Darren Turner has arrived back from #6hFuji, a blistering weekend down in Japan where he and his fellow Aston Martin Racing team competing in the 6hr Fuji race in the on-going FIA World Endurance Championship. Competing alongside his fellow Brit teammate Jonny Adam, Turner managed to finish in 6th place at the end of the #6hFuji race.
After Aston Martin trying to regain a higher position on the leader-table, it was said that the AMR Team were happy about receiving an adjustment after the previous race in Austin, Texas. But this time round it wasn’t enough to push the Aston Martin Racing Team to give Ferrari & Porsche a serious run for the money…yet.
“We had a small BoP change after COTA that took us around halfway back to where we were at the start of the year,” said Turner. “We all know that BoP is necessary to level the playing field across the different manufacturers and it is a difficult thing to get right. It wasn’t enough this time but it was a step in the right direction.”
The #6hFuji sessions on Friday were mostly done in dry conditions, which was great for both Turner and Adam finding a decent balance in the car. Although qualifying conditions was deemed too dry, both Turner and Adam gave it all they could to pick up that magically fleeting lap time. Their efforts resulted in being placed 6th on the grid table.
“We didn’t have any significant problems,” explained Turner. “My first and second laps went well but then I had double yellows on lap three and a Corvette in the way on lap four so I couldn’t improve. That said, the car felt good and we got as much out of it as we could but the BoP has put us in a different league.”
When it came down to Sunday, the weather turned torrential, making the traditional rolling start too dangerous to undergo. Only after having started behind the safety car, the timer was 40 minutes into the race before officials proclaimed track conditions were safe enough for the cars to venture on their own. Adam took the first leg of the race, after which the AMR Team brought him on during the arduous ‘safety car’ period for a fuel top-up. This lead to strategists figuring out their next move to with time to spare near the end of the race.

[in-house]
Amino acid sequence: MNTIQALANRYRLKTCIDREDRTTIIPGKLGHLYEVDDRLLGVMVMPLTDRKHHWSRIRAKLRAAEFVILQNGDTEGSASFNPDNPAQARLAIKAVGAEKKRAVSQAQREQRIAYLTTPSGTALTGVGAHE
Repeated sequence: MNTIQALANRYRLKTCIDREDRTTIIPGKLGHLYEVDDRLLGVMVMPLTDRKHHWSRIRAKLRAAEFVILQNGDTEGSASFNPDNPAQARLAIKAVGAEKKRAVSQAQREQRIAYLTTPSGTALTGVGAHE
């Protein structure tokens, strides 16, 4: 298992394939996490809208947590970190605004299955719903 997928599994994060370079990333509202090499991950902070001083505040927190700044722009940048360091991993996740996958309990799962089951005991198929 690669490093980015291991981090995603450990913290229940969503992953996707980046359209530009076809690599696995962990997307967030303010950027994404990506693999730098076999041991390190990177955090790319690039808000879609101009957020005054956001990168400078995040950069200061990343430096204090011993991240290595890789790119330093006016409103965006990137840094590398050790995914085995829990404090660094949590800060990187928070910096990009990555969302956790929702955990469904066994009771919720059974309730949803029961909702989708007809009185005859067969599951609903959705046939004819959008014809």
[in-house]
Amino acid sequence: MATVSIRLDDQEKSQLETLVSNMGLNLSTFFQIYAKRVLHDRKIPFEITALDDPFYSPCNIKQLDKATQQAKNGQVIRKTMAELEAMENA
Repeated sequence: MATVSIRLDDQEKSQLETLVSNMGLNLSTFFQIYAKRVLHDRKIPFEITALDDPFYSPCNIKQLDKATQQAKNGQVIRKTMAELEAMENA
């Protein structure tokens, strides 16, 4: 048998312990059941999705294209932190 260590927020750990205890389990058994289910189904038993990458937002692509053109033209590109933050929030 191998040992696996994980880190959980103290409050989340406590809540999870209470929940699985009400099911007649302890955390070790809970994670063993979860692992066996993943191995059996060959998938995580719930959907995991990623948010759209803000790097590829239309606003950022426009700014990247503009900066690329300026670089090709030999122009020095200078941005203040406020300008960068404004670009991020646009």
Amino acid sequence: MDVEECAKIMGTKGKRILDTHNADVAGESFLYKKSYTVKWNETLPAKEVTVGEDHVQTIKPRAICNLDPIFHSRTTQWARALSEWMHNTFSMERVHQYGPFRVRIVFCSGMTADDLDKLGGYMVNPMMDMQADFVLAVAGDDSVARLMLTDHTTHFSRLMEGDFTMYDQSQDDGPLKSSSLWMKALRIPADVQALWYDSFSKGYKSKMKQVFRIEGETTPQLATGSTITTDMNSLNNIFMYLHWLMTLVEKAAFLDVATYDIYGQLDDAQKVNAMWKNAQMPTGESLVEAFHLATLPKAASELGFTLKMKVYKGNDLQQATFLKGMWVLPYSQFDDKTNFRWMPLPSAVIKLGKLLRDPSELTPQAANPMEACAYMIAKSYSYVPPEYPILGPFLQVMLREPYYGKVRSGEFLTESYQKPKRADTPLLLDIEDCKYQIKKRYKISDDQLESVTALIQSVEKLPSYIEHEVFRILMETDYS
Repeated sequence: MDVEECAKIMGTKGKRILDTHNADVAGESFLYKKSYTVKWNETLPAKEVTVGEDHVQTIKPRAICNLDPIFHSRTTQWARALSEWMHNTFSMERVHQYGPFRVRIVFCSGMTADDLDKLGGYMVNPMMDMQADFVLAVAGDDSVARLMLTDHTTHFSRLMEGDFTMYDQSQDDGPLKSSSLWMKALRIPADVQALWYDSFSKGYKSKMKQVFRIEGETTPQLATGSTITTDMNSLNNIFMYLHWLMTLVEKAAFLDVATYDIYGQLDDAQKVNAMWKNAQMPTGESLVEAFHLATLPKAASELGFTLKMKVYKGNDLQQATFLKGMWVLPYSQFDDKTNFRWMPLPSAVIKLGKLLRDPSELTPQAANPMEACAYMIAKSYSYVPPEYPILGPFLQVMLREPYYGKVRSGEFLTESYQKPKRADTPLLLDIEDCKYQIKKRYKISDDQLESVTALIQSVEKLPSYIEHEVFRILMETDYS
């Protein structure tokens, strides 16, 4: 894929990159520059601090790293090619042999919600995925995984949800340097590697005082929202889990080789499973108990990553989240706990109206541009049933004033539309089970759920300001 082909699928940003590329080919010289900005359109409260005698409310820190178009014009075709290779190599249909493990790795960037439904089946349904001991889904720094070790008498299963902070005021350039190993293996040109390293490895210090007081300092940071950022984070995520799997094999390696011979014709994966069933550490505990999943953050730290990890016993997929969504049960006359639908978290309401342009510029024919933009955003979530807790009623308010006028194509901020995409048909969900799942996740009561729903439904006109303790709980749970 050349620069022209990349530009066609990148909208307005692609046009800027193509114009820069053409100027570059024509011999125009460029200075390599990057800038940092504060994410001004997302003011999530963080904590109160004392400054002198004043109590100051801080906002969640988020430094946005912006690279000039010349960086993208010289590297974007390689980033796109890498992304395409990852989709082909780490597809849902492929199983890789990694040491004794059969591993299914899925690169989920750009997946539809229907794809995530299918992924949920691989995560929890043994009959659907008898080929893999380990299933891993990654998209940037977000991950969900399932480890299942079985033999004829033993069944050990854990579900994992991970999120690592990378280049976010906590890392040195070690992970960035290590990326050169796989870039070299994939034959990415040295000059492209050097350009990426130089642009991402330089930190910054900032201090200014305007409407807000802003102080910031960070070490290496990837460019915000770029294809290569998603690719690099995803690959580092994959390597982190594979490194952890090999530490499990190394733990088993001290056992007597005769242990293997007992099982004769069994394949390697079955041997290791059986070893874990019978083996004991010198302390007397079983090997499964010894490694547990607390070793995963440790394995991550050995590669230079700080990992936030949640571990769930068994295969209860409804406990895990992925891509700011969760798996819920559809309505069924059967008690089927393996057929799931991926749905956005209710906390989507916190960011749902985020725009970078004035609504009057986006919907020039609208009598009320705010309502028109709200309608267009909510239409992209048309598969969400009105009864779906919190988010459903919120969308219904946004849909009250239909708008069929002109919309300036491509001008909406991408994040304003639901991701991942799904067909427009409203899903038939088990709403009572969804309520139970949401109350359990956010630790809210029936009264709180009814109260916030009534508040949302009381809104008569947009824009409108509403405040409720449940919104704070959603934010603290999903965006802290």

Only after the safety car had been pitted (after 40 mins), Adam then had to push his way through the amateur class cars before setting his sights on the pro runners in front. After a time consuming climb, Adam then handed the #97 reins over to Turner (joining the race in 7th place).
“When I got in the track was starting to dry but it was horribly greasy,” said Turner. “Every time it got close to dry there would be more drizzle and that coupled with the low ambient temperature meant that it took a very long time for a dry line to appear. Luckily for us though this happened as I got to the end of my stint and needed fuel so I was able to stop for fuel and slicks at just the right moment.”
Adam came back into the #6hFuji race (on a near dried out track) and started to get those much-needed times but the dry track worked out in the favour of Ferrari and Porsche much more than for the AMR Team.
“I jumped in for the final stint but all we could do at that point was maintain our position,” said Turner. “The track was still pretty slippery, in fact some cars were weaving on the straight in the final hour just to try to get some temperature into the tyres.
“Strategically we were strong and the work in the pits was second to none but we are still a long way off on pace so some of that has got to be down to the BoP. Despite that we had a great time in Japan – it is always a brilliant event – and now I’m off to France for some more work with the Aston Martin Vulcan.”